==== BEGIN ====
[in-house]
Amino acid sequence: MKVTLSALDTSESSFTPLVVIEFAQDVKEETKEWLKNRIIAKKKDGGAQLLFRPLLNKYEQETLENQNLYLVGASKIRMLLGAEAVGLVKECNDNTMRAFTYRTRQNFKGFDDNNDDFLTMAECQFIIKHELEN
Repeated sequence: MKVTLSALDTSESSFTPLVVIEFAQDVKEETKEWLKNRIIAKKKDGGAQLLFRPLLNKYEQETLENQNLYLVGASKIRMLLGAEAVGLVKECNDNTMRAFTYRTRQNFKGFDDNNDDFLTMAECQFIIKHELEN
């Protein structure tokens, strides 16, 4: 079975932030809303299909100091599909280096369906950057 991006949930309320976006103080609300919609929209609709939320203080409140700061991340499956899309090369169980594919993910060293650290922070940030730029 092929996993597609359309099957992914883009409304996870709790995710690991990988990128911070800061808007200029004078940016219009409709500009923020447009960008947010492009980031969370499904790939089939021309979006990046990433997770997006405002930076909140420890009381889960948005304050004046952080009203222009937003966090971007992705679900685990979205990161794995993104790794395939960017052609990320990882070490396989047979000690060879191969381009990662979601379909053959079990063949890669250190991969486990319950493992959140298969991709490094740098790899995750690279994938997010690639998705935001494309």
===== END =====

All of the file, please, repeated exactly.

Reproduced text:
[in-house]
Amino acid sequence: MKVTLSALDTSESSFTPLVVIEFAQDVKEETKEWLKNRIIAKKKDGGAQLLFRPLLNKYEQETLENQNLYLVGASKIRMLLGAEAVGLVKECNDNTMRAFTYRTRQNFKGFDDNNDDFLTMAECQFIIKHELEN
Repeated sequence: MKVTLSALDTSESSFTPLVVIEFAQDVKEETKEWLKNRIIAKKKDGGAQLLFRPLLNKYEQETLENQNLYLVGASKIRMLLGAEAVGLVKECNDNTMRAFTYRTRQNFKGFDDNNDDFLTMAECQFIIKHELEN
């Protein structure tokens, strides 16, 4: 079975932030809303299909100091599909280096369906950057 991006949930309320976006103080609300919609929209609709939320203080409140700061991340499956899309090369169980594919993910060293650290922070940030730029 092929996993597609359309099957992914883009409304996870709790995710690991990988990128911070800061808007200029004078940016219009409709500009923020447009960008947010492009980031969370499904790939089939021309979006990046990433997770997006405002930076909140420890009381889960948005304050004046952080009203222009937003966090971007992705679900685990979205990161794995993104790794395939960017052609990320990882070490396989047979000690060879191969381009990662979601379909053959079990063949890669250190991969486990319950493992959140298969991709490094740098790899995750690279994938997010690639998705935001494309």